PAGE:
Go to end of page
Statements posted here are those of our readers and do not represent the BaseballThinkFactory. Names are provided by the poster and are not verified. We ask that posters follow our submission policy. Please report any inappropriate comments.
Page 5 of 7 pages
I'd also say that since virtually no one joined the coup and the military leadership went along with the surrender that that is rock hard proof that the military leadership by mid 1945 was ready to surrender.
Not necessarily. The Germans anticipated that two things would happen:
1. Britain under Churchill would refuse to support the Soviet Union actively;
2. Japan would abrogate its treaty with the Soviet Union and jump into the fray.
What exactly could the British do for the Russians?
This entire thread should be dipped in gold and encased in carbonite.
I just found out I am going to Vicksburg next year- Any recommendations on books about that campaign?
Anyone up for another game of diplomacy? In about 5 days there will be no more BFF active games. Seems a shame to let it die.
It really does depend on the context. Obviously for a revolutionary leader like Washington, the ability to train/inspire troops was critical, but for the British Generals opposing him it was minor. They were handed trained professional troops by their system. I think you can say a few basic things.
1) Tactical/operational proficiency is table stakes. You can't be great, or even good if you're constantly being out-maneuvered/out-fought. You can win, but you're just a butcher, like a Zhukov, or any of the successful Soviet commanders. They never stopped having 3:1 to 5:1 adverse casualty ratios against the Germans, even in '45 when the German Army was a hollow shell.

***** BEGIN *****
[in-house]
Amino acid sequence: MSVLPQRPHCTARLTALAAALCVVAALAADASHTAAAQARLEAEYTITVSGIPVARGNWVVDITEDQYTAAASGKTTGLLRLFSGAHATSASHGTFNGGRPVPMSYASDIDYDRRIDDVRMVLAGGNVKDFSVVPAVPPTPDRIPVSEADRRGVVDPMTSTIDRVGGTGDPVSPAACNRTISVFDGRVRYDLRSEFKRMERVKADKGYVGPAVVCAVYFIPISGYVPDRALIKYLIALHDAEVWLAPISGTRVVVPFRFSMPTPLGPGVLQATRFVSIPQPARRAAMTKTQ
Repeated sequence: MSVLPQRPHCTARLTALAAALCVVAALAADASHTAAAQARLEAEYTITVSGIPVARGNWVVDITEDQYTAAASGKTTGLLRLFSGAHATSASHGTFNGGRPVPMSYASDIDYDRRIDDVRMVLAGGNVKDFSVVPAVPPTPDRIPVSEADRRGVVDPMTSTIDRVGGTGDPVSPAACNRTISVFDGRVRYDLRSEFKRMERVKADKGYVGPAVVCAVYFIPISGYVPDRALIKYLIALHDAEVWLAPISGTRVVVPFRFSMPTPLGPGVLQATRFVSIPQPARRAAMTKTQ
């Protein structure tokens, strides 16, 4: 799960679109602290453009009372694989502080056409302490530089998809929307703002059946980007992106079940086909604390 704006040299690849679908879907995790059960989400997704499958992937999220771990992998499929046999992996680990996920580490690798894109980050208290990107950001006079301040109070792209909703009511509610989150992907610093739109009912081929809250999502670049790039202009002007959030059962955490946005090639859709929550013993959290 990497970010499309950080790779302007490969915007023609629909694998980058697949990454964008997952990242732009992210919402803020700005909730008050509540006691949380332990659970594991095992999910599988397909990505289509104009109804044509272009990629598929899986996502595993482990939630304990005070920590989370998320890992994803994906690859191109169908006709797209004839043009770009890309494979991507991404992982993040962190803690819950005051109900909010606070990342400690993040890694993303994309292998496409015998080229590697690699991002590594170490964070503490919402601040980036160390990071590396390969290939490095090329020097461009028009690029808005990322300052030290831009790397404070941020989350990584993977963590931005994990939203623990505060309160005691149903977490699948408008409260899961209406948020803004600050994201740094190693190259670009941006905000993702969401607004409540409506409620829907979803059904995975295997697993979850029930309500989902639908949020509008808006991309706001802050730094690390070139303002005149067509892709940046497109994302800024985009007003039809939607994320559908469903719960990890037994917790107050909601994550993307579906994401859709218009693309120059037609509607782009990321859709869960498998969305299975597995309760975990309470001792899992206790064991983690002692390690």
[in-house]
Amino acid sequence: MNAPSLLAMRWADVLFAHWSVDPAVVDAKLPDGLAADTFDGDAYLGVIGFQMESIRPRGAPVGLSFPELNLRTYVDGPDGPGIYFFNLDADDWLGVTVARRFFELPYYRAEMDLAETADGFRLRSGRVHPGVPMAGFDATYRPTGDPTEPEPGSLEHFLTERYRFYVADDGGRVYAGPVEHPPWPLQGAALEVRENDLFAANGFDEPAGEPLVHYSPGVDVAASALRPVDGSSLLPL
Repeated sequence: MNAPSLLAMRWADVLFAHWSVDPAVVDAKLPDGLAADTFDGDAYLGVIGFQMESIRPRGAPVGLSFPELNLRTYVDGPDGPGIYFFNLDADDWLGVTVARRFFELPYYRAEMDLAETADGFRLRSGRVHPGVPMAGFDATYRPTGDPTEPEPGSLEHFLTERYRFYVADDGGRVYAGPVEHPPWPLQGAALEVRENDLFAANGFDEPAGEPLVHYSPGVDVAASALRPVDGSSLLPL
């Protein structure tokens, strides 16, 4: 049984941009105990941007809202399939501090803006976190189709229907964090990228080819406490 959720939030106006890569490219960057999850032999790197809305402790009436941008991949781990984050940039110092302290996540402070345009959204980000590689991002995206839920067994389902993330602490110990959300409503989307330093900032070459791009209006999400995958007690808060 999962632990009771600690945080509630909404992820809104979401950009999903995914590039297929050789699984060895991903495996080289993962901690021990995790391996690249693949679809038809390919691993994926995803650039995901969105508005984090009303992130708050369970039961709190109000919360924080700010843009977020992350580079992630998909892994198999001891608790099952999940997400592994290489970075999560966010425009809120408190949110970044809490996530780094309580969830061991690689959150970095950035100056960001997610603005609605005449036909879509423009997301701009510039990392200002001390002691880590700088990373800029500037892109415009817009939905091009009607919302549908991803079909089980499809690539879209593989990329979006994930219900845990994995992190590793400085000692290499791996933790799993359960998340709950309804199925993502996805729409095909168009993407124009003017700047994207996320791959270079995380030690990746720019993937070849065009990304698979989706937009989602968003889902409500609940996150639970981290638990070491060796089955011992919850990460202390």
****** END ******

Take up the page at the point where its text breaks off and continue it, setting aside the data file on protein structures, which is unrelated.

2) Charismatic leadership is almost always a prerequisite to greatness. The ability to instill/maintain discipline, and still inspire aggression and have men eager to follow you is found in nearly every great commander.
3) Aggression (to bobm's point), nearly to the point of recklessness. Generals who worry about failing never succeed.
Created a new game at playdiplomacy.
BTF Diplomacy VI
The Western armies, for all their flaws (especially poor tanks), always inflicted casualties at near parity starting in '42 (maybe 1.3:1 against early on), and moved to an advantage by late in the War
Fair. But, I put the blame for that heavily on the Generals.
I think the answer is that the Soviet leadership was far more complicit in the Stalinist system than was true in the Nazi case.
but the Nazis weren't far off the Soviets' time scale- had that regime lasted it pretty much would have exterminated the entirety of the non-Nazi leadership class in roughly the same number of years it took the Soviets in Russia.
Where should one start when first reading Bruce Catton?
I just can't rate a general very highly when with very good equipment (Russian tanks and planes were always at least equal to the German, and often better), and massive numerical superiority, they always suffered casualty rates of 3 to 5 times those they inflicted.
If the Allies had the stomach to fight the Soviets in 1945, they would have cut through them like a warm knife through butter.
We better not be freaking Russia and Turkey again.